NEW YORK — All this time I’ve been hate-watching and I never even knew it.
Turns out, “hate-watch” is a fancy term for watching shows you don’t like but get perverse satisfaction from.
Hate-watching is a sport that used to fall under the broad term “guilty pleasure,” but now seems retrofitted for the age of social media.
It goes something like this: You watch a show you wouldn’t choose to watch for any reason other than to mock it for its awfulness — say, by sharing snide Twitter exchanges with like-minded hate-watchers when the program airs. Collective delight.
Lately, hate-watching seems to have flourished at the expense of NBC’s drama-focused-on-a-Broadway-musical, “Smash.”
But as I think back through my years in front of the TV, I can’t recall a more pleasurable experience of what I now recognize as hate-watching than the long-ago Fox prime-time soap, “Melrose Place.”
Just consider the following circa-1994 gem of dialogue, as Michael confesses sheepishly to Kimberly, “I don’t know how to say this, but ... um ... when I heard that you had died — y’know, grief and confusion — well, it’s just ... um ... I got MARRIED!”
Classic hate-watching content! And even back in those dial-up, pre-Web days when “Melrose Place” was on the air, a howler like this line of dialogue could be savored communally, thanks to an innovative form of proto-social media: Mere hours after “Melrose Place” had aired, “The ‘Melrose Place’ Update” was ready and emailed to fellow fans by a 20-something-year-old visionary in Bellevue, Wash., named Ian Ferrell.
“I think they’re making something cool,” Ferrell explained to me at the time, referring to the “Melrose” production team. “But I don’t think they have any idea what they’re doing.”
That, of course, is what makes hate-watching so delicious: An awfulness, and hence an inadvertent coolness, the program doesn’t know it has.
It was therefore left to Ferrell to deconstruct each episode, cataloguing its meaningful glances, its tearful “I’m sorry” confessions and all the scenes that culminated with sex — not to mention shining a light into its cavernous plot holes.
Ferrell (who today works at Microsoft) also welcomed other viewers’ thoughts on the show, such as this satisfied assessment from one “Melrose” regular: “It’s badly written, not very well-acted, and irresistible.”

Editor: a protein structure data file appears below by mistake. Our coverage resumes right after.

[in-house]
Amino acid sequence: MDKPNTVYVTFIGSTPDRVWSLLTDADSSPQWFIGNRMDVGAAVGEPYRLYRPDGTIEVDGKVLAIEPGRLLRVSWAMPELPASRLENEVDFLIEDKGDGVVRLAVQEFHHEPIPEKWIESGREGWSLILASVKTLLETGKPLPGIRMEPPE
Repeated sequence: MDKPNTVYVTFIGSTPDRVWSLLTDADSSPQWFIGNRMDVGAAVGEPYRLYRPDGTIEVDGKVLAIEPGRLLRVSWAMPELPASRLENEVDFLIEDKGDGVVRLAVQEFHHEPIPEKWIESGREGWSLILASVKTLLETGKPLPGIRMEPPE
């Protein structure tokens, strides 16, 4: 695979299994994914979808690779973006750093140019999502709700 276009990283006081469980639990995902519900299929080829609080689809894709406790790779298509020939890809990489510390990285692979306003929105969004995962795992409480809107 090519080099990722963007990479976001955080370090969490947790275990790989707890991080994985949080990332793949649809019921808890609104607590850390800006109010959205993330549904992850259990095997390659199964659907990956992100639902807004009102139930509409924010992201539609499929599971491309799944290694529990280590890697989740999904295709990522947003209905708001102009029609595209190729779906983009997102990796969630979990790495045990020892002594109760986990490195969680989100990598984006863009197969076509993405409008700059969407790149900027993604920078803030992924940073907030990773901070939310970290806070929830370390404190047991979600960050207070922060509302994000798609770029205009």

These days, it’s “Smash” that’s winning similar hate-love. A spirited discussion on a recent edition of Slate magazine’s “Culture Gabfest” podcast explored the term “hate-watch,” with “Smash” singled out as a glaring example. On Twitter, (hashtag)hatewatching became a trending topic.
A scathing review on the New Yorker.com website was headlined, “Hate-Watching ‘Smash.”’
And on The Huffington Post, critic Maureen Ryan wrote, “When it comes to group hate-watching, ‘Smash’ is the gift that keeps on giving.”
I must quickly add that I disagree with this particular position. I watched the entire first season of “Smash,” but never in hate-watching mode. I am pleased to say I love “Smash,” minority voice though I may be.
Even so, I’m all for taking a new look at appreciating TV — if that’s what hate-watching is.
But what exactly is it? Definitions vary, but “Culture Gabfast” framed the phenomenon as “celebratory” viewing “in an aggressive, nasty way.”
And among definitions volunteered by its listeners, this one sounds solid: “Hate-watching provokes feelings of outrage, indignation, contempt or loathing so intense they become pleasurable.”
But where, I wonder, is the hate in hate-watching directed? Toward the characters on the show? To the show overall? To the people who created it or put it on the air? To the wide-eyed viewers who truly like it and watch with no ulterior motives?
The answer is unclear. But the essence of hate-watching seems to take its cue from a wisecrack once made about newspapers: TV shows are never good enough, but a bad one is a joy forever. Hate-watching can redeem a multitude of sins.
So I wonder if I told myself I was hate-watching the fourth hour of “The Today Show,” not simply watching it, could I stomach its pink slime of news and information?
If I convinced myself I was hate-watching “Grey’s Anatomy,” not just watching it, would I be entertained by its sappiness, instead of fighting the urge to claw my face into ribbons?
If I convinced myself I was hate-watching “Jersey Shore,” not merely watching it, would I reach true enlightenment and find amusement in its boozy, horny nincompoops?
Or would I fall short in my effort to find TV pleasure in TV pain? Odds are, I’d surrender long before the show is over, hobbled by this thought: No matter if it hurts so good to watch, its awfulness will always still be awfulness.